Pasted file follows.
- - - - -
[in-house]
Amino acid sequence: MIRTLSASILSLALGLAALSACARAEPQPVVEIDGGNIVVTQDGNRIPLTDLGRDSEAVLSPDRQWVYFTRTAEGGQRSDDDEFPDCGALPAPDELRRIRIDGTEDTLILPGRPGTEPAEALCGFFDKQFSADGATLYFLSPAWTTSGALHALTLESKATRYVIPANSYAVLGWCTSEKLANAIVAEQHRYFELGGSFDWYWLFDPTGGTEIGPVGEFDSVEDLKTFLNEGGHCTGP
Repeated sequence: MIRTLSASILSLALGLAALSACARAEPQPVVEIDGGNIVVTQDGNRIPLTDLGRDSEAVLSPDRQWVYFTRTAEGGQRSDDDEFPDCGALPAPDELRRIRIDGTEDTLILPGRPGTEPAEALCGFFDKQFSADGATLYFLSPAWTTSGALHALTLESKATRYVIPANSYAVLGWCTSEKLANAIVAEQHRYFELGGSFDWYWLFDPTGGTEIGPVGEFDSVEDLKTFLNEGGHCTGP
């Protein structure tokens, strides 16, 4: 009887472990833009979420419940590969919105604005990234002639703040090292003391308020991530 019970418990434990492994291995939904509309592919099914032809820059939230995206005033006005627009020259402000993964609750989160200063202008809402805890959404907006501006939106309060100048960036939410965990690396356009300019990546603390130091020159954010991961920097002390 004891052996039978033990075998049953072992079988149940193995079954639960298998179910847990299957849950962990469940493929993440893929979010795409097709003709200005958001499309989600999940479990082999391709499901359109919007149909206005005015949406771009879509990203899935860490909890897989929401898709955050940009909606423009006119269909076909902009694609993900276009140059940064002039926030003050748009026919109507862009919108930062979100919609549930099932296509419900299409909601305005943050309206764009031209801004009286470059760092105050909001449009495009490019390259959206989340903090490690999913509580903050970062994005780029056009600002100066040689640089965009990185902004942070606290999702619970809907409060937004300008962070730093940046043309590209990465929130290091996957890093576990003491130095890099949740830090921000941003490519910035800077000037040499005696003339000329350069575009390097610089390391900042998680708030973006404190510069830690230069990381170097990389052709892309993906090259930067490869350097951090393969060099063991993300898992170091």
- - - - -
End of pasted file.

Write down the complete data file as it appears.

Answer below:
[in-house]
Amino acid sequence: MIRTLSASILSLALGLAALSACARAEPQPVVEIDGGNIVVTQDGNRIPLTDLGRDSEAVLSPDRQWVYFTRTAEGGQRSDDDEFPDCGALPAPDELRRIRIDGTEDTLILPGRPGTEPAEALCGFFDKQFSADGATLYFLSPAWTTSGALHALTLESKATRYVIPANSYAVLGWCTSEKLANAIVAEQHRYFELGGSFDWYWLFDPTGGTEIGPVGEFDSVEDLKTFLNEGGHCTGP
Repeated sequence: MIRTLSASILSLALGLAALSACARAEPQPVVEIDGGNIVVTQDGNRIPLTDLGRDSEAVLSPDRQWVYFTRTAEGGQRSDDDEFPDCGALPAPDELRRIRIDGTEDTLILPGRPGTEPAEALCGFFDKQFSADGATLYFLSPAWTTSGALHALTLESKATRYVIPANSYAVLGWCTSEKLANAIVAEQHRYFELGGSFDWYWLFDPTGGTEIGPVGEFDSVEDLKTFLNEGGHCTGP
């Protein structure tokens, strides 16, 4: 009887472990833009979420419940590969919105604005990234002639703040090292003391308020991530 019970418990434990492994291995939904509309592919099914032809820059939230995206005033006005627009020259402000993964609750989160200063202008809402805890959404907006501006939106309060100048960036939410965990690396356009300019990546603390130091020159954010991961920097002390 004891052996039978033990075998049953072992079988149940193995079954639960298998179910847990299957849950962990469940493929993440893929979010795409097709003709200005958001499309989600999940479990082999391709499901359109919007149909206005005015949406771009879509990203899935860490909890897989929401898709955050940009909606423009006119269909076909902009694609993900276009140059940064002039926030003050748009026919109507862009919108930062979100919609549930099932296509419900299409909601305005943050309206764009031209801004009286470059760092105050909001449009495009490019390259959206989340903090490690999913509580903050970062994005780029056009600002100066040689640089965009990185902004942070606290999702619970809907409060937004300008962070730093940046043309590209990465929130290091996957890093576990003491130095890099949740830090921000941003490519910035800077000037040499005696003339000329350069575009390097610089390391900042998680708030973006404190510069830690230069990381170097990389052709892309993906090259930067490869350097951090393969060099063991993300898992170091």